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The-Capitol-Hill-Challenge-How-Would-a-Teenager-Invest-$100,000

The Capitol Hill Challenge: How Would a Teenager Invest $100,000?

Key Points
  • Financial education is sorely lacking in the U.S., with only seventeen states currently requiring a course in personal finance to graduate from high school.

  • The SIFMA Foundation Capitol Hill Challenge™ is a national program that helps teens learn about investing and increase their awareness of government and fiscal responsibility.

  • On a personal level, parents and anyone with influence over young people can take practical steps to help increase financial literacy.

Dear Readers,

April is Financial Literacy month and I have a question for you: If you had a $100,000 to invest—no strings attached—what would you do? Bet it all on a single stock? Focus on short-term gain? Look for long-term growth?

These are the very issues that teenagers across the country will grapple with as they participate in the 40th annual Stock Market Game and the 15th annual Capitol Hill Challenge™. Sponsored by the Securities Industry and Financial Markets Association (SIFMA) Foundation with the support of Charles Schwab Foundation, the program matches students, teachers and schools competing in the Stock Market Game with Members of Congress in their respective district or state to promote financial capability and fiscal awareness.

To me, the Challenge is a phenomenal program on several levels. First, of course, it provides young people hands-on investing experience. But it also gives them the opportunity to interact with policymakers in Washington, an incredibly powerful experience for any teen. On top of that, the program encourages the participating members of Congress to get involved and become advocates for financial education, an essential if as a society we’re going to adequately prepare our kids to succeed in an increasingly complex financial world.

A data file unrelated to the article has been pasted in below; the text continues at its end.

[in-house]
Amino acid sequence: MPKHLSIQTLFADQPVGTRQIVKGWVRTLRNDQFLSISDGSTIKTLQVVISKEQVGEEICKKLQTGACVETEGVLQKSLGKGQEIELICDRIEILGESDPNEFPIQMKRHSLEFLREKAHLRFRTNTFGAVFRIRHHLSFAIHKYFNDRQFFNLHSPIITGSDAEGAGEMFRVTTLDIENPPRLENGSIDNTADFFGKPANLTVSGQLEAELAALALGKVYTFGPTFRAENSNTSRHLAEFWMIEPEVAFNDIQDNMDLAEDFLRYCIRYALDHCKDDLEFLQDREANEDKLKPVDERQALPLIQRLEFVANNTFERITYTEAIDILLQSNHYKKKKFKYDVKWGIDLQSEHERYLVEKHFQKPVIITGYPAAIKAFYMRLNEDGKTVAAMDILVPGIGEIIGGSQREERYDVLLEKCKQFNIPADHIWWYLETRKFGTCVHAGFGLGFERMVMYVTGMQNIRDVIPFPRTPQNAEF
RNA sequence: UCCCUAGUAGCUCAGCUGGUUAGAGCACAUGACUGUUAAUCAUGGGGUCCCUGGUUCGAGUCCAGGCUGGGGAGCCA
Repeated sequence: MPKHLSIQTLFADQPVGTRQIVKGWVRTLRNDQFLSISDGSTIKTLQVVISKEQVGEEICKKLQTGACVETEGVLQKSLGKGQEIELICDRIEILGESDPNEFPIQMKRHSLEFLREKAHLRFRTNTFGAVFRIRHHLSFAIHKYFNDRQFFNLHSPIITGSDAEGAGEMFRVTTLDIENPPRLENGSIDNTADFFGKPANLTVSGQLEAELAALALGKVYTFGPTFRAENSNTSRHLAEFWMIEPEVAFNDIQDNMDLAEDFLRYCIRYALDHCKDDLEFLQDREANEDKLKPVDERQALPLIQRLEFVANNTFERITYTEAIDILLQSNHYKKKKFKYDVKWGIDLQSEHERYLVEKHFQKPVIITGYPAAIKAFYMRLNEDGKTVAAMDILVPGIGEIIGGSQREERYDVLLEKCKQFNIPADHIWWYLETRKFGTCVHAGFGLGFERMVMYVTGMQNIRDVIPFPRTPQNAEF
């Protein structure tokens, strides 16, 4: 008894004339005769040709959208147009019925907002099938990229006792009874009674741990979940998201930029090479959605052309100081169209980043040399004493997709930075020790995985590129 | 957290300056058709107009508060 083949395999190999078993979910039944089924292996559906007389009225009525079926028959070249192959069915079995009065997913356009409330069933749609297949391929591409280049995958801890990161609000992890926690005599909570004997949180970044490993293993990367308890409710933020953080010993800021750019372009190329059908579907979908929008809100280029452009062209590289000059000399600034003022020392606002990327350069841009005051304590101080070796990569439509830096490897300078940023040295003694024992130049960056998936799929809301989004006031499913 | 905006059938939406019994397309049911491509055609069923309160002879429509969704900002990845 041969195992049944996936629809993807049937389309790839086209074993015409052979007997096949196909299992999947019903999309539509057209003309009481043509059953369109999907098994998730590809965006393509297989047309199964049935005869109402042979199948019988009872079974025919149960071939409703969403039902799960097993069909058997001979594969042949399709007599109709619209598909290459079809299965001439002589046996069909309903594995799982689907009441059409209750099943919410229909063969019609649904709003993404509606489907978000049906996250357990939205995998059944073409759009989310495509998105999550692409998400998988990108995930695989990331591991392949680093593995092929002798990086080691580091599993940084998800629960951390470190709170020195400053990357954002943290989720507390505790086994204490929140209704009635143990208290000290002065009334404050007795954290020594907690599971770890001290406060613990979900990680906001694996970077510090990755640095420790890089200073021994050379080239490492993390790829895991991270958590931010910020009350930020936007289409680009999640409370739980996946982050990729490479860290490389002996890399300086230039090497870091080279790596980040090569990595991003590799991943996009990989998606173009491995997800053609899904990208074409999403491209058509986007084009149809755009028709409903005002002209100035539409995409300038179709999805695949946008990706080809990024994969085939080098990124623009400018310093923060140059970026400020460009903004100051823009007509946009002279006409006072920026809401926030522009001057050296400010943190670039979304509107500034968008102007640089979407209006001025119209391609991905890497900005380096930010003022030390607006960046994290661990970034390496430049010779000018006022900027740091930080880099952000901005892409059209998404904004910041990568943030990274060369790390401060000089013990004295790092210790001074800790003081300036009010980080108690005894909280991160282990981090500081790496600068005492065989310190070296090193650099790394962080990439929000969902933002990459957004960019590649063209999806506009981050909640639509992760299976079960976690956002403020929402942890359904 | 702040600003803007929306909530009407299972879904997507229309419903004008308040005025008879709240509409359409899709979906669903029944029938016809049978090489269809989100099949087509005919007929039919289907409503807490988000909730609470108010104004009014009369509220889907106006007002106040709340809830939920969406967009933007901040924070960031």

Why it's so important

Sadly, teens in the U.S. generally don't receive the education they need to manage their finances. According to the Council for Economic Education’s 2018 Survey of the States, only seventeen states require high school students to take a course in personal finance. Unfortunately, the remaining states offer little to no formal financial instruction.

To me, that's really scary. Where do our kids learn the practicalities—and intricacies—of budgeting, managing credit and debt, and saving and investing? As parents, a lot of that financial education falls squarely on our shoulders. And while I always encourage teaching kids money basics early, with the financial complexities young people face today—from managing student loans to struggling to afford a home in increasingly high priced markets to funding our own retirements—we need to create more real-world opportunities to raise economically aware and financially confident kids.

How the Challenge can help

Teaching kids about investing presents particular obstacles because unless they have hands-on experience, how do we get them to understand the real power of investing? A 2016 Bankrate report found that while millennials are good savers, only 1 in 3 invest in the stock market because they're very concerned about risk. They'd rather put their money someplace safer.